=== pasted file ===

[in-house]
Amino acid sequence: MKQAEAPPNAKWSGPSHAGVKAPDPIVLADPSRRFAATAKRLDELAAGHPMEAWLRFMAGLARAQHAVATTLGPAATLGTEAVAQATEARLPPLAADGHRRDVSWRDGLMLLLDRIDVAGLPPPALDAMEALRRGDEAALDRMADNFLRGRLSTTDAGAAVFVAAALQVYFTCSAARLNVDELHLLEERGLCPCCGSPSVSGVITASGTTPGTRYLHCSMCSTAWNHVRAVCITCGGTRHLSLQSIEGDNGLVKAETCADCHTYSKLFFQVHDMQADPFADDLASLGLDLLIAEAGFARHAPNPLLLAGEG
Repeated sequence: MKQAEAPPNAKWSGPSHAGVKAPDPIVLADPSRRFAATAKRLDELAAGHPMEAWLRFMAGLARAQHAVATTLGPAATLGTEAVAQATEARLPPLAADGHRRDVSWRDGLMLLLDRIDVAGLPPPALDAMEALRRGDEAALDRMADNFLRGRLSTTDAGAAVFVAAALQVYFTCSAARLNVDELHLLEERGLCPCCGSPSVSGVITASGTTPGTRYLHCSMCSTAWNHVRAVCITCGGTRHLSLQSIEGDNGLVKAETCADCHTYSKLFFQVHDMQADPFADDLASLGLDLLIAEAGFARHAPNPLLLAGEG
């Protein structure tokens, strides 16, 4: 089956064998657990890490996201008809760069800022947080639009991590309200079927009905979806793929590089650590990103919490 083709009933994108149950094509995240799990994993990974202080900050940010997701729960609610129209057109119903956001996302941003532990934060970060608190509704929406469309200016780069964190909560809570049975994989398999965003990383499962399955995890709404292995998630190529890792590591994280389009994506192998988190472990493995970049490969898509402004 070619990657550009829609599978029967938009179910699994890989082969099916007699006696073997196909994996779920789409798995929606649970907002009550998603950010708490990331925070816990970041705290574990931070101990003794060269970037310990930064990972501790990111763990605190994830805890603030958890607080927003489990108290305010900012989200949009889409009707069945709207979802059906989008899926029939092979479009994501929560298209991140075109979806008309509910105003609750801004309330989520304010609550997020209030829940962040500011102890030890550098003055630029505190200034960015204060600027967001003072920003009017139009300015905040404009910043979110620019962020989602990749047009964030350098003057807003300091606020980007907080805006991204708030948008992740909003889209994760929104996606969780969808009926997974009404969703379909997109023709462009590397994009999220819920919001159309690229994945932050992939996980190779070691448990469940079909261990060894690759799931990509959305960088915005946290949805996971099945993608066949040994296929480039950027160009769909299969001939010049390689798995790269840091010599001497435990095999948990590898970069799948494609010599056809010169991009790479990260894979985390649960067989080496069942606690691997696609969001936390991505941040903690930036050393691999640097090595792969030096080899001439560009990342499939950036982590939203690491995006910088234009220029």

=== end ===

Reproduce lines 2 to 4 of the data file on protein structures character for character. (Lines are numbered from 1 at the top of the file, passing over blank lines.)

Amino acid sequence: MKQAEAPPNAKWSGPSHAGVKAPDPIVLADPSRRFAATAKRLDELAAGHPMEAWLRFMAGLARAQHAVATTLGPAATLGTEAVAQATEARLPPLAADGHRRDVSWRDGLMLLLDRIDVAGLPPPALDAMEALRRGDEAALDRMADNFLRGRLSTTDAGAAVFVAAALQVYFTCSAARLNVDELHLLEERGLCPCCGSPSVSGVITASGTTPGTRYLHCSMCSTAWNHVRAVCITCGGTRHLSLQSIEGDNGLVKAETCADCHTYSKLFFQVHDMQADPFADDLASLGLDLLIAEAGFARHAPNPLLLAGEG
Repeated sequence: MKQAEAPPNAKWSGPSHAGVKAPDPIVLADPSRRFAATAKRLDELAAGHPMEAWLRFMAGLARAQHAVATTLGPAATLGTEAVAQATEARLPPLAADGHRRDVSWRDGLMLLLDRIDVAGLPPPALDAMEALRRGDEAALDRMADNFLRGRLSTTDAGAAVFVAAALQVYFTCSAARLNVDELHLLEERGLCPCCGSPSVSGVITASGTTPGTRYLHCSMCSTAWNHVRAVCITCGGTRHLSLQSIEGDNGLVKAETCADCHTYSKLFFQVHDMQADPFADDLASLGLDLLIAEAGFARHAPNPLLLAGEG
């Protein structure tokens, strides 16, 4: 089956064998657990890490996201008809760069800022947080639009991590309200079927009905979806793929590089650590990103919490 083709009933994108149950094509995240799990994993990974202080900050940010997701729960609610129209057109119903956001996302941003532990934060970060608190509704929406469309200016780069964190909560809570049975994989398999965003990383499962399955995890709404292995998630190529890792590591994280389009994506192998988190472990493995970049490969898509402004 070619990657550009829609599978029967938009179910699994890989082969099916007699006696073997196909994996779920789409798995929606649970907002009550998603950010708490990331925070816990970041705290574990931070101990003794060269970037310990930064990972501790990111763990605190994830805890603030958890607080927003489990108290305010900012989200949009889409009707069945709207979802059906989008899926029939092979479009994501929560298209991140075109979806008309509910105003609750801004309330989520304010609550997020209030829940962040500011102890030890550098003055630029505190200034960015204060600027967001003072920003009017139009300015905040404009910043979110620019962020989602990749047009964030350098003057807003300091606020980007907080805006991204708030948008992740909003889209994760929104996606969780969808009926997974009404969703379909997109023709462009590397994009999220819920919001159309690229994945932050992939996980190779070691448990469940079909261990060894690759799931990509959305960088915005946290949805996971099945993608066949040994296929480039950027160009769909299969001939010049390689798995790269840091010599001497435990095999948990590898970069799948494609010599056809010169991009790479990260894979985390649960067989080496069942606690691997696609969001936390991505941040903690930036050393691999640097090595792969030096080899001439560009990342499939950036982590939203690491995006910088234009220029």